The OIC and NTS bonus charges are, in effect, penalties on students who make more extensive use of the resources available. Never mind that these same people are normally the ones who do not even use the on-campus labs which their fees are subsidizing or even that the on-campus facilities are pathetically inadequate, regularly involving a half hour wait in line to gain entrance.The system just isn’t fair. Consider another campus resource to which we all contribute, the Recreation Center. Why are special fees not levied against individuals who make use of it more than the average student, let alone the average computer geek? (Don’t be offended. I’m a computer geek too, and proud of it.) It seems to be acceptable for the computer geeks to pay extra for their activities, but not for the equally small minority of health nuts to cover any excess costs of their own facility.
One might hope that by 1999, when the University might require all students to own their own computers, the technology fee will be reduced. Certainly if everyone has his or her own computer, the demand for on-campus computing resources will be diminished. Realistically, though, I don’t foresee a change in the fees. Sure the demand will be reduced, but since when does the University ever decide to give back money?
All of this is hardly surprising given the University’s track record in preparing us for the next century. Remember the U Card? It was supposed to make our lives easier, allowing us to do almost anything on campus, maybe even fly from the East Bank to the West Bank. One of the super powers of the card was the ability to make purchases in the campus bookstores. Have you tried? Since early fall quarter, the bookstores have refused to accept the U Card. Another pitiful technological failure.
But at least the bookstores accept credit cards, which is more than we can say for the University itself. When you go to the Bursar’s office each quarter to pay your tuition and fees, they will not accept credit cards. It baffles me that an institution that is supposed to be at the height of technological innovation has adamantly refused to adapt to the currency preference of choice in the latter quarter of the 20th century. They may argue that our money-strapped University cannot afford to pay a percentage to credit card companies, but I’d love to see the results of an impartial study considering default risk premiums on student payments and the certain reduction in staff that would result from a conversion.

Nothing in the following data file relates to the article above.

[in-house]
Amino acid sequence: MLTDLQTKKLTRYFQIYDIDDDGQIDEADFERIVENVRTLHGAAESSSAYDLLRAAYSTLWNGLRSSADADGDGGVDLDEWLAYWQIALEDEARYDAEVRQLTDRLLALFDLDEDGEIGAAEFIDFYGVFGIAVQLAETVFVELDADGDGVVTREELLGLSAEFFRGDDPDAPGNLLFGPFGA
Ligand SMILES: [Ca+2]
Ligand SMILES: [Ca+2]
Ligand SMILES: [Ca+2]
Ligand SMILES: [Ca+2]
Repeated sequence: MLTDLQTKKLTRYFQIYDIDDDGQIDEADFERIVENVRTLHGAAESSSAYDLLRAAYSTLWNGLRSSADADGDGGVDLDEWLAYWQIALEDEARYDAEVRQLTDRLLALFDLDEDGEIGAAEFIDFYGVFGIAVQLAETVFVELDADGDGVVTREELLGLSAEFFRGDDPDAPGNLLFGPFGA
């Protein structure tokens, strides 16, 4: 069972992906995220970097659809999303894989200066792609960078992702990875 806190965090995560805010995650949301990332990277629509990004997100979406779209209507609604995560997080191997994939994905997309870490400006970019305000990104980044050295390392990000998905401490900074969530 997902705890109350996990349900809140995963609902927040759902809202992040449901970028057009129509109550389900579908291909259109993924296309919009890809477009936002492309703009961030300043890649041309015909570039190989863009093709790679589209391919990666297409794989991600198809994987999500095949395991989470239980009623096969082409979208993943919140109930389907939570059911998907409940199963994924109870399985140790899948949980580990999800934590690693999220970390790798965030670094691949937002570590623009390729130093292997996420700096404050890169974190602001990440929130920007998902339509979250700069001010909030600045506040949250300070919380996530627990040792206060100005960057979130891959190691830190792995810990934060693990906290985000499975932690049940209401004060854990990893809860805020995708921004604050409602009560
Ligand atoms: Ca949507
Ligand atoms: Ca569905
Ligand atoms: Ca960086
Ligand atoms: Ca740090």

The sad thing is that there doesn’t seem to be much that we, as students, can do about any of this. The University is hanging onto past technological glory, living in the time when the Gopher browser was hot. Well, the Web is the big kid on the block these days, and Gopher has gone the way of the dinosaurs. What has University computing done for us lately, except look for ever more innovative ways to empty our wallets?
While we may not be able to change things outright, we may be able to make the University administration so miserable, they will have to concede. Look for small acts of sabotage — ways to annoy them. Start using the Recreation Center to overload levels, scaring the fitness freaks with your out-of-shape geek body. Distribute the login script to new students next fall. Clog the computer labs, surfing the Web when you are done with your paper. And as for the Bursar’s office, start paying cash instead of writing a check. I’m already putting together my bag of shiny nickels, dimes and quarters for spring. When the Minnesota mosquitoes swarm, even a titan like the University will have to take notice, and our school, the place that will appear on our resumes for the rest of our lives, may finally get with the times.
Chris Trejbal’s column appears every Tuesday. He welcomes comments by e-mail to [email protected]